In 1978 Congress approved a resolution to commemorate in the following year the “Days of Remembrance of Victims of the Holocaust.” The term, holocaust, is the destruction of extensive number of lives by fire or the consumption of a sacrifice by fire. Congress applied this definition to “six million Jews and millions of other people [who] were murdered in concentration camps as part of a program of extermination carried out by the Nazi party during World War II.”
A similar resolution was introduced in 1980, and by 1982 the resolution included the “Victims of the Holocaust” without distinction of the victims. Meaning there was no specific mention of the Jews or the number of Jews murdered in the Holocaust. Why the change was made not to identify or specify a particular number of Jews is unknown. Perhaps it is because the general terminology adopted in 1982 includes all who suffered during the holocaust as indicated in the 1979 resolution which also referenced “millions of other people [who] were murdered in concentration camps.”
May 5 commemorates the “Day of Remembrance of Victims of the Holocaust.” We remember the men and women who were victims of mass genocide for their Jewish identity, religious belief, or ill-perceived value to society such as the mentally ill. The hope and prayer is that Nazi-like people, motivated by values rooted in hate, power and control, are not allowed by the greater society to repeat this same offense again.
I recall visiting Buchenwald concentration camp located outside Weimar, Germany several years ago. It was eerily haunting to be in a place where history records so many were murdered by the leadership of the Third Reich.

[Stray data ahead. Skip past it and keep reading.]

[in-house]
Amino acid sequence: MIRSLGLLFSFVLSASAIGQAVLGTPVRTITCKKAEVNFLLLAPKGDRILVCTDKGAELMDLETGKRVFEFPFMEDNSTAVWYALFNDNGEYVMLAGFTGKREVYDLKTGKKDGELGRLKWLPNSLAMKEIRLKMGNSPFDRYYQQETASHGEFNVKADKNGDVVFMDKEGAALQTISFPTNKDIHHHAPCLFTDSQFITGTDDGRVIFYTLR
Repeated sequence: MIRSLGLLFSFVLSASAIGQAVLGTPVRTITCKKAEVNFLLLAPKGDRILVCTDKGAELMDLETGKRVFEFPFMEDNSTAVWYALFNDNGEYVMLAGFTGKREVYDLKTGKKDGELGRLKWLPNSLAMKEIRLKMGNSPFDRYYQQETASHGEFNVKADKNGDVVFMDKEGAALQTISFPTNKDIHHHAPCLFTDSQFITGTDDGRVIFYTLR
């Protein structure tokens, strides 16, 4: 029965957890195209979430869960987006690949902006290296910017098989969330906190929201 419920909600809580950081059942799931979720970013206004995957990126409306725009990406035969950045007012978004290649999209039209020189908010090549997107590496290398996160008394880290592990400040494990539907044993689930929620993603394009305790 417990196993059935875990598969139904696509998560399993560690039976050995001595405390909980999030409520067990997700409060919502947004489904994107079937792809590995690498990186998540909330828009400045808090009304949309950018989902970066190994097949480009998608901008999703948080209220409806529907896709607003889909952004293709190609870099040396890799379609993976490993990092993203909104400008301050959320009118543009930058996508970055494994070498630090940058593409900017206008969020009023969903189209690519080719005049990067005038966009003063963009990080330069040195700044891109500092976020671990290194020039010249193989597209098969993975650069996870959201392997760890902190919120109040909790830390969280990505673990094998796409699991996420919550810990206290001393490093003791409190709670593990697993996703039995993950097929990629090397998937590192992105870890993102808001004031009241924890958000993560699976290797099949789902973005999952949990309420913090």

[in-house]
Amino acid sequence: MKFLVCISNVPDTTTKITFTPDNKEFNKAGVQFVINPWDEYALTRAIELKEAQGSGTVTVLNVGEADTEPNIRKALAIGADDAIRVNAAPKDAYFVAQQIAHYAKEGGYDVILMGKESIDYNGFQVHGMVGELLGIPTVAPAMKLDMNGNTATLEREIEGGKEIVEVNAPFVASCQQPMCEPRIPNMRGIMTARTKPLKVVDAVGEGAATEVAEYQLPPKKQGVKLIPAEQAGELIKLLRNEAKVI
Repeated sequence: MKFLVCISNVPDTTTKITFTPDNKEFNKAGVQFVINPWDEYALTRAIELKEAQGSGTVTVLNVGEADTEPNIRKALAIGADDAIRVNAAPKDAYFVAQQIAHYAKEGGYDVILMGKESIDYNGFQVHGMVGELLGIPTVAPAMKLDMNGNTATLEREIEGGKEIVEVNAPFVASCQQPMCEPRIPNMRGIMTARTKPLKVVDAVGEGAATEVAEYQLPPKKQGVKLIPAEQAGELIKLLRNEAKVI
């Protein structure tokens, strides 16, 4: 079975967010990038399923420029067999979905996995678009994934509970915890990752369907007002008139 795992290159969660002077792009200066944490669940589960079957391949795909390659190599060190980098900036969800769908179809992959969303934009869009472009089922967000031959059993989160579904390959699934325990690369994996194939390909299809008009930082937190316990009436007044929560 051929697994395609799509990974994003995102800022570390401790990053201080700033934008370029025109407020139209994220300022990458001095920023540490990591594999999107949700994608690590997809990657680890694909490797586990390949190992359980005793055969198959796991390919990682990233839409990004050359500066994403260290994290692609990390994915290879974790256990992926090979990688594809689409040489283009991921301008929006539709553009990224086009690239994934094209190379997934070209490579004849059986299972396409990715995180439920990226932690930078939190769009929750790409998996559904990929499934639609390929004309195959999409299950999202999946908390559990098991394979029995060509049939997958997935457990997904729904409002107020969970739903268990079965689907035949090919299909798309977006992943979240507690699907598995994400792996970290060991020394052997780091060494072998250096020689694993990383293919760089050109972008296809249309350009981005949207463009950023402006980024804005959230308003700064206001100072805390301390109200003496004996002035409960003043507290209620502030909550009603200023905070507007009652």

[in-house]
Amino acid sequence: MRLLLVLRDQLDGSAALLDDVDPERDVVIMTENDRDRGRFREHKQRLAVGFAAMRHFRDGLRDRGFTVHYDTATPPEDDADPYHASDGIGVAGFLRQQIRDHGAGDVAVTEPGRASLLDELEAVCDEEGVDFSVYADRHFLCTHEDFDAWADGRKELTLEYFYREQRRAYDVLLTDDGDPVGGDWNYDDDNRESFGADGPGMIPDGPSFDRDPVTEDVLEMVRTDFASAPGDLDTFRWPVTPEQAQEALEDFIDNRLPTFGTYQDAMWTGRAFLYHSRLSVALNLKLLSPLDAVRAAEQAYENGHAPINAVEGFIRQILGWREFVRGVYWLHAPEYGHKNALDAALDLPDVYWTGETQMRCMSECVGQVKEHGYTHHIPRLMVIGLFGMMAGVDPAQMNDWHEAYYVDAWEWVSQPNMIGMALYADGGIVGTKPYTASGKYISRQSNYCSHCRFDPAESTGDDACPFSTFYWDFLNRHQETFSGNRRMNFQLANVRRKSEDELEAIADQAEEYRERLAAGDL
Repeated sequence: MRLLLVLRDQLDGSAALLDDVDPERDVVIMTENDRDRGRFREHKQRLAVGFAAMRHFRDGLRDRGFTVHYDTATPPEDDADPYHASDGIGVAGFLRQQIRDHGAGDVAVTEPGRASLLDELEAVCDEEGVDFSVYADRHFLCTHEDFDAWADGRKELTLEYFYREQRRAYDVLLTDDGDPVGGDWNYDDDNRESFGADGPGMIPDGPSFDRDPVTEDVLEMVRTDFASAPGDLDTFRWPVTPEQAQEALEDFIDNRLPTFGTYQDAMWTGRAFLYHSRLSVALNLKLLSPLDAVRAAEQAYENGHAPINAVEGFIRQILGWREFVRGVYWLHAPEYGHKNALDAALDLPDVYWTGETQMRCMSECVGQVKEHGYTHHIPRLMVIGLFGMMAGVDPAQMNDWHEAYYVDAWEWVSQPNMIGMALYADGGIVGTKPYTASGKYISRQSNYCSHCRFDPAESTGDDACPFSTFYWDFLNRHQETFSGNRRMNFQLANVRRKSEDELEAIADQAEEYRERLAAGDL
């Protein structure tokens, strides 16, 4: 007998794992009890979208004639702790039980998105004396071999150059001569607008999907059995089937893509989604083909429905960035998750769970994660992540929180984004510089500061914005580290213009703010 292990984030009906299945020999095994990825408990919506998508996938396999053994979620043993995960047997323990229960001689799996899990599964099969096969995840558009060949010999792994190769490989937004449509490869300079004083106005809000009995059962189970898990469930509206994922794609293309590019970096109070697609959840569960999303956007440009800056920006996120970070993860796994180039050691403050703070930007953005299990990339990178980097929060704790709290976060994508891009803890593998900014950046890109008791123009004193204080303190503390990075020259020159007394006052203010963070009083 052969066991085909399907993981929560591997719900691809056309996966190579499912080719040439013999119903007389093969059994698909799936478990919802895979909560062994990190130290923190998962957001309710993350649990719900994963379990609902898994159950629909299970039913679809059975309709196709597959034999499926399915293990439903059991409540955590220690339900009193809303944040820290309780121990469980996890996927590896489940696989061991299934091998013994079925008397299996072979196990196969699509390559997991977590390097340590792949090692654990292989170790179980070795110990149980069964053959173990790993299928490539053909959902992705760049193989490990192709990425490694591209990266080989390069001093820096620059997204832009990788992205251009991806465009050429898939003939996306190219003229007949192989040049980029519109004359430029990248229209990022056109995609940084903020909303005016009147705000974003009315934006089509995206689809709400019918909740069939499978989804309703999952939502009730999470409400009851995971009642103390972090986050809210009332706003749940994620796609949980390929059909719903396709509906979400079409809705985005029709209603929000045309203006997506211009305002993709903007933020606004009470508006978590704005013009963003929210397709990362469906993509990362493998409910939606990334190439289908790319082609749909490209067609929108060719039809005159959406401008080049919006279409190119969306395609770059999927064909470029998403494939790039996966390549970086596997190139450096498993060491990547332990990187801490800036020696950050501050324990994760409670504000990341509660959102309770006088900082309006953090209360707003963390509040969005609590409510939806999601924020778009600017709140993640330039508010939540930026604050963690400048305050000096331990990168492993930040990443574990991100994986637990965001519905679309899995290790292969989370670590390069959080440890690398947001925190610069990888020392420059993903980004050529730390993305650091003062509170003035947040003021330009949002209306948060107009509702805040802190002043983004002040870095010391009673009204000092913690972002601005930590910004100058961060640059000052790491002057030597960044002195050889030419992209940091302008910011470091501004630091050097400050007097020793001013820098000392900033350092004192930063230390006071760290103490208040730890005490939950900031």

The area of the Buchenwald concentration camp was visible several miles away from certain parts of the former Weimar Republic. Historical accounts indicate that Weimar citizens witnessed railway boxcars loaded with prisoners being transported to the concentration camp.
How could so many people sit idly by and do nothing in response to the horror they knew was transpiring on the next mountain? While at Buchenwald I also saw the base of the smoke stacks where incinerating ovens were built with sliding platforms on which to place bodies.
I was told there was a prisoner section near the entrance of Buchenwald, but this section had an open corridor with fencing or pens on both sides. On one side of this pathway was a pen where prisoners were located, and on the opposite side was a pen containing animals. I was told that this pathway was where young German children were escorted and told that the prisoners on one side were indistinct from the animals on the other side. They were both considered non-human by the men heading up this godless regime, and apparently they were indoctrinating the next generation with a heinous visual aid.
How was it possible that a government became so intolerant and hostile that it turned on its own citizens? How was it possible for ideology to lead to degradation, humiliation, and annihilation of those who dissented or were deemed different from these men?
Let us stand with God and resist the temptation of a version of nationalism that maximizes government and eliminates God. This is idolatry. Instead, let us declare the gospel message so that those who are blind to truth may repent and see the light of Christ no matter how dark it gets. Let us pray for the strength to oppose evil so that it never becomes permissible to repeat the horrors of the Nazi inspired holocaust.